Chicago Sky lack ‘winning culture,’ and James Wade wants to fix that

SHARE Chicago Sky lack ‘winning culture,’ and James Wade wants to fix that

Courtney Vandersloot said complacency was one of the Sky’s biggest problems last season. | Chicago Sky

After playing basketball in Turkey the last three winters, Sky point guard Courtney Vandersloot spent this offseason in Russia with UMMC Ekaterinburg, which just so happens to have new Sky coach and general manager James Wade as an assistant coach.

Vandersloot, whom the Sky designated as a core player in January, said Wade played a vital role in helping her adjust to her new surroundings, and she hopes to help him in a similar capacity when the Sky open training camp May 5.  Over the last few months, the two have built a special bond, routinely bouncing ideas off one another about how they can make the Sky more successful this season.

Vandersloot identified complacency as one of the team’s biggest problems last year.

“We’ve almost established a losing culture,” she told the Sun-Times by phone. “We’re out there competing and we’re trying to win games, but we became a little bit too comfortable.

“It was never on purpose, it was never intentional, but we never had that experience to know what it’s like [to win a championship]. We can fake it because we think this is what you do to create a winning culture, but until you really have a championship or have that type of franchise, you don’t really know.”

Wade, on the other hand, does know. He coached several seasons under Minnesota Lynx coach Cheryl Reeve — including the Lynx’s 2017 championship season — and coached for the San Antonio Stars under Dan Hughes. Both Reeve and Hughes are two-time WNBA Coach of the Year winners, with a combined five championships.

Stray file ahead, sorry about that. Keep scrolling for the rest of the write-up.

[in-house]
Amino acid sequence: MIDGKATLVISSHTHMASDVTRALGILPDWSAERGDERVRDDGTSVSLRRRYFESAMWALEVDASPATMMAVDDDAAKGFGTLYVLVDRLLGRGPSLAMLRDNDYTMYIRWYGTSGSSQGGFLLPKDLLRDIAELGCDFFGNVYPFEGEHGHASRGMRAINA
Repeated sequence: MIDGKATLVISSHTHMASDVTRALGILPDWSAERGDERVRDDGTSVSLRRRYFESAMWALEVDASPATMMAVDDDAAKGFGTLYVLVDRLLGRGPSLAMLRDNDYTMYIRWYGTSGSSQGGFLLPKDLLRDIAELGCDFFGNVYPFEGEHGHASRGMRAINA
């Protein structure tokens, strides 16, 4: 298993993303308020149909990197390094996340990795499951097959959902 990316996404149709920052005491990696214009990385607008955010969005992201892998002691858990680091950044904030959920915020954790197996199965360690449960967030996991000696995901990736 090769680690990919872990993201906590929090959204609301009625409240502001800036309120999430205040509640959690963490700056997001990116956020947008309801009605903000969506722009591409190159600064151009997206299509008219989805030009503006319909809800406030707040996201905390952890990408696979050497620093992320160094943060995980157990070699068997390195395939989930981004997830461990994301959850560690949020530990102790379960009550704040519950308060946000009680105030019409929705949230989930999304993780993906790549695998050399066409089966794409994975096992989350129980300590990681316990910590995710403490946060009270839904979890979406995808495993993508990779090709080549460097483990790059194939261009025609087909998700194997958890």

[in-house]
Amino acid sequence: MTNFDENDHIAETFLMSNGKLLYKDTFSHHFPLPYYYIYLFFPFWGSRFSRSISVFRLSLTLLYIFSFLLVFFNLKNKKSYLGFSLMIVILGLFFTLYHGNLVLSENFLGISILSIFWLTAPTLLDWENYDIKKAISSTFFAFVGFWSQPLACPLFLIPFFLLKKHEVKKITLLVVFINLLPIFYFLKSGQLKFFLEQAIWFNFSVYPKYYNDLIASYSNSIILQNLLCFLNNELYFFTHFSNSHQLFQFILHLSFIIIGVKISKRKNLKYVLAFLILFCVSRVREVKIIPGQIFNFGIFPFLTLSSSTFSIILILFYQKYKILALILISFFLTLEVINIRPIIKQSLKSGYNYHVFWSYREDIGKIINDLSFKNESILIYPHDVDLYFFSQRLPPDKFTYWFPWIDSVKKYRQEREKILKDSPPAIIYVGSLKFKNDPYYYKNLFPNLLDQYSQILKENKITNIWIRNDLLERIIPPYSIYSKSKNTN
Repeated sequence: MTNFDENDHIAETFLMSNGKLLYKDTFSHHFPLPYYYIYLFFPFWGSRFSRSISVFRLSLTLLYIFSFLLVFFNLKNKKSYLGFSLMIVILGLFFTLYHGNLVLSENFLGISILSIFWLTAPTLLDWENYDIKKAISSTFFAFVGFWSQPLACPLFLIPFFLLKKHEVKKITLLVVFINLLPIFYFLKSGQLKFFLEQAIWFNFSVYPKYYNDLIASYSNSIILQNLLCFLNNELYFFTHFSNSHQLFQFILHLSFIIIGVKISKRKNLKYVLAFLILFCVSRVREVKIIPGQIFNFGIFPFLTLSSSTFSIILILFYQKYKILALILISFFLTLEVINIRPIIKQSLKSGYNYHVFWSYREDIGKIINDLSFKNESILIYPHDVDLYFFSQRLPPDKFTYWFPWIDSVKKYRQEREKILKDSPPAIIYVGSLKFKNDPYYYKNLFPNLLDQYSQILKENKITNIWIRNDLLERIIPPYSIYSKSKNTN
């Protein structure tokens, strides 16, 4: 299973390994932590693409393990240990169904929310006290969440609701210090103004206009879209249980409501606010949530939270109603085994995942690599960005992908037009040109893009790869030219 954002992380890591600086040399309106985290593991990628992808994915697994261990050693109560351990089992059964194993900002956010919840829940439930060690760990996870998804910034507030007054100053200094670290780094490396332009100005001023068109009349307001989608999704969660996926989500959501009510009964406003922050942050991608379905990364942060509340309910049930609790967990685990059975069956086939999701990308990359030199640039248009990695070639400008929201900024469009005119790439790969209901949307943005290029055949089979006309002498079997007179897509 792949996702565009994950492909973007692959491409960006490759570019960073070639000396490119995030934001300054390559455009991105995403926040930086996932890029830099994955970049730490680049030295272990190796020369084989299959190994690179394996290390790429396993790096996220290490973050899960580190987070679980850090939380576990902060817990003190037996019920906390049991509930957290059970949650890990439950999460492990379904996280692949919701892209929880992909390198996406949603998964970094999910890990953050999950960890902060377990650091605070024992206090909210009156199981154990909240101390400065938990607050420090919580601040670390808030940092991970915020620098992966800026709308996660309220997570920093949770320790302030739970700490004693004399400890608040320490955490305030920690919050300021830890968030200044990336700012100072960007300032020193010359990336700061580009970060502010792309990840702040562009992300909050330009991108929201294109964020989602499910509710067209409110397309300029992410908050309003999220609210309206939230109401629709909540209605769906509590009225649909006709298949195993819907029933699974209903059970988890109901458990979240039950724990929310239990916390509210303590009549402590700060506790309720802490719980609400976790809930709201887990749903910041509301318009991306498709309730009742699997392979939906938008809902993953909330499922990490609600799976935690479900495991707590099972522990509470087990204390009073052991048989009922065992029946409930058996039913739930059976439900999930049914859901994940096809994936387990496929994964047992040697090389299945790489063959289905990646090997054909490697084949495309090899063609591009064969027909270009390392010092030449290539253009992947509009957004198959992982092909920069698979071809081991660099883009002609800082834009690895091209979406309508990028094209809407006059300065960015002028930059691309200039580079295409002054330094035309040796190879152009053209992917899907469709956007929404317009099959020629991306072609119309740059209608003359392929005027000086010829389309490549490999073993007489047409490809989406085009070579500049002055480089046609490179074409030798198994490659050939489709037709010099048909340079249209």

Last spring, Wade also helped UMMC, the top women’s club in Russia, win the Super Cup, along with the Euroleague and Russian League titles.


Chicago Sky sign guard Hind Ben Abdelkader

State of the Sky: GM and coach James Wade adamant team isn’t rebuilding

Wade believes his experience can help him change the Sky’s trajectory. Asked how he plans to get the players to buy into his methodology, he said: “The thing is, we have no choice. Our backs are against the wall. We have to win.

“Every little detail, there’s going to be accountability. Coming from the program that I came from, I saw how we handle things, I saw how we handle players, and it just gave me a blueprint for what it takes. And I’m going to use that to my strength.”

Wade doesn’t want to talk about the Sky making the playoffs, noting that’s not his immediate goal. Instead, he wants to focus on the “little details” that will help the team get better overall.

There’s no denying they have the talent to compete. They have the two best three-point shooters in the WNBA in Vandersloot and guard Allie Quigley. They also have a great deal of younger talent in Diamond DeShields, Cheyenne Parker and Gabby Williams — none of whom has reached her ceiling. And though Stefanie Dolson is coming off a down year, Wade sees no reason why she can’t return to All-Star form.

Vandersloot is eager to get back to Chicago next month and start working with the team. Her coach might not want to predict the Sky going to playoffs, but Vandersloot says it’s possible.

“If we play to our best potential and really create a good environment, then we should be a playoff team,” she said. “And we should be competing for a championship, too. I’m not saying that we’re going to be winning a championship next year — we have steps to take — but we are a playoff-caliber team that should be competing and playing for something.”

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